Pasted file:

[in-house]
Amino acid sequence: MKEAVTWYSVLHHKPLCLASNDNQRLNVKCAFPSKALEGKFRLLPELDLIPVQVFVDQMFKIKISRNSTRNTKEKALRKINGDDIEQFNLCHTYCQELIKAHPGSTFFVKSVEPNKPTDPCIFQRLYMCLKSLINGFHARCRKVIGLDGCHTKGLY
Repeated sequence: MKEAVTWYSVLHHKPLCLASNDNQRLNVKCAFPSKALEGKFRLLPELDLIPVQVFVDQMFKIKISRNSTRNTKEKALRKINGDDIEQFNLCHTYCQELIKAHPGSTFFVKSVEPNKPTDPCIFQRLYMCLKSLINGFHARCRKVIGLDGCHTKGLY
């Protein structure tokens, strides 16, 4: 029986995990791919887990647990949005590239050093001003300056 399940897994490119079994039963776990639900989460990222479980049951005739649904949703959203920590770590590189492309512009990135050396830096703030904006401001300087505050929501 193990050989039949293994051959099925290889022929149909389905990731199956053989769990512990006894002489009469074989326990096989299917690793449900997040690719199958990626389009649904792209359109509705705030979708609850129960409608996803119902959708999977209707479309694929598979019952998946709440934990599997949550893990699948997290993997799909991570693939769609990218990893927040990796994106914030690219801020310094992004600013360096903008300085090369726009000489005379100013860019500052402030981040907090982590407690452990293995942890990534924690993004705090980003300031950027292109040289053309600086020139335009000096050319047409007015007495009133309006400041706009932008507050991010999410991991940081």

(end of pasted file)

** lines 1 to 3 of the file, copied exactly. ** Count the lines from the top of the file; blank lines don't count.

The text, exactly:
[in-house]
Amino acid sequence: MKEAVTWYSVLHHKPLCLASNDNQRLNVKCAFPSKALEGKFRLLPELDLIPVQVFVDQMFKIKISRNSTRNTKEKALRKINGDDIEQFNLCHTYCQELIKAHPGSTFFVKSVEPNKPTDPCIFQRLYMCLKSLINGFHARCRKVIGLDGCHTKGLY
Repeated sequence: MKEAVTWYSVLHHKPLCLASNDNQRLNVKCAFPSKALEGKFRLLPELDLIPVQVFVDQMFKIKISRNSTRNTKEKALRKINGDDIEQFNLCHTYCQELIKAHPGSTFFVKSVEPNKPTDPCIFQRLYMCLKSLINGFHARCRKVIGLDGCHTKGLY